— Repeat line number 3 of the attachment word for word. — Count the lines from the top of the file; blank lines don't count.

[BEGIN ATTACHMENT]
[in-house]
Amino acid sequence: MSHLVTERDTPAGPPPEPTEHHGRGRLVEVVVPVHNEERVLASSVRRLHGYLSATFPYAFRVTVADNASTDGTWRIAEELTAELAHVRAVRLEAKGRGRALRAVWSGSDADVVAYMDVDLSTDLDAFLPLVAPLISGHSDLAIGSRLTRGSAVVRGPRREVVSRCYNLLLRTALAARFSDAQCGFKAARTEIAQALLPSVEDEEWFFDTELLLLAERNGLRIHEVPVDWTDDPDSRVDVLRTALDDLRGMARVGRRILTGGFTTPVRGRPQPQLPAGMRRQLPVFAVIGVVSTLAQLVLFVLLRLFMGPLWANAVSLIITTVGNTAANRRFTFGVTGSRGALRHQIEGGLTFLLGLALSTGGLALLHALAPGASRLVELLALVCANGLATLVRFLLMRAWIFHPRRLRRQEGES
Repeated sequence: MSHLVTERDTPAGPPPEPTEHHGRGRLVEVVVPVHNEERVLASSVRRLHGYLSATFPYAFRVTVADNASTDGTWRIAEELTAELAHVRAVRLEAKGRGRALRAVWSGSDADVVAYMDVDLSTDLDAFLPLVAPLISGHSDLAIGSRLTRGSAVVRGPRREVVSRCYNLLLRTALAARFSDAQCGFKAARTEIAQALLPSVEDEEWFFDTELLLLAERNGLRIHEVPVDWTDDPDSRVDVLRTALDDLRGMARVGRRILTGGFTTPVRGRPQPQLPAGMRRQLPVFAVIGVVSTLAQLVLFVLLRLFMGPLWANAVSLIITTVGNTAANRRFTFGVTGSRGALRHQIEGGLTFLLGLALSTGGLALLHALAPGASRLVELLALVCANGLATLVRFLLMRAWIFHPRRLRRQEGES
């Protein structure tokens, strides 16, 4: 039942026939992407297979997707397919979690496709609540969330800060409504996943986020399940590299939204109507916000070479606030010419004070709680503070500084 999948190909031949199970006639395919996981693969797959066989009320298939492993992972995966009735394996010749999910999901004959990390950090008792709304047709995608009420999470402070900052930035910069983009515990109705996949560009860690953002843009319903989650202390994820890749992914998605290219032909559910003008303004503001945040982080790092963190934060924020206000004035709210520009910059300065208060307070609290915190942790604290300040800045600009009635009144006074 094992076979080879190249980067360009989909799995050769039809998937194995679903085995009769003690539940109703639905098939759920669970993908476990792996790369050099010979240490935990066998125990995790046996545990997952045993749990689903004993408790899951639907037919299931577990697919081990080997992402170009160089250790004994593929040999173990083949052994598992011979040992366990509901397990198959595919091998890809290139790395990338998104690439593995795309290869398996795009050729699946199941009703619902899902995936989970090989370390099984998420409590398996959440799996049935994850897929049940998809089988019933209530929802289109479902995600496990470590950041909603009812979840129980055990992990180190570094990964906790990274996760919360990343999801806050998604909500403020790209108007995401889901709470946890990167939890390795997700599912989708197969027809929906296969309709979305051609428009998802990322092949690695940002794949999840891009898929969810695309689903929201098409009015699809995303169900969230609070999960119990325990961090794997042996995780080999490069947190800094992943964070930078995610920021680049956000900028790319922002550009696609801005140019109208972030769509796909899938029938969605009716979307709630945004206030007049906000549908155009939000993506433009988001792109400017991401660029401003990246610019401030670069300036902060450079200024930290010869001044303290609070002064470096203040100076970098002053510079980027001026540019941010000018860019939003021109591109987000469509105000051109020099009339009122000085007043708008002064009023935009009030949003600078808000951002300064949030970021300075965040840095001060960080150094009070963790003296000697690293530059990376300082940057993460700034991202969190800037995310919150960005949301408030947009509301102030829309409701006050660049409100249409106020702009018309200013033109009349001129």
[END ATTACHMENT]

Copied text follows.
Repeated sequence: MSHLVTERDTPAGPPPEPTEHHGRGRLVEVVVPVHNEERVLASSVRRLHGYLSATFPYAFRVTVADNASTDGTWRIAEELTAELAHVRAVRLEAKGRGRALRAVWSGSDADVVAYMDVDLSTDLDAFLPLVAPLISGHSDLAIGSRLTRGSAVVRGPRREVVSRCYNLLLRTALAARFSDAQCGFKAARTEIAQALLPSVEDEEWFFDTELLLLAERNGLRIHEVPVDWTDDPDSRVDVLRTALDDLRGMARVGRRILTGGFTTPVRGRPQPQLPAGMRRQLPVFAVIGVVSTLAQLVLFVLLRLFMGPLWANAVSLIITTVGNTAANRRFTFGVTGSRGALRHQIEGGLTFLLGLALSTGGLALLHALAPGASRLVELLALVCANGLATLVRFLLMRAWIFHPRRLRRQEGES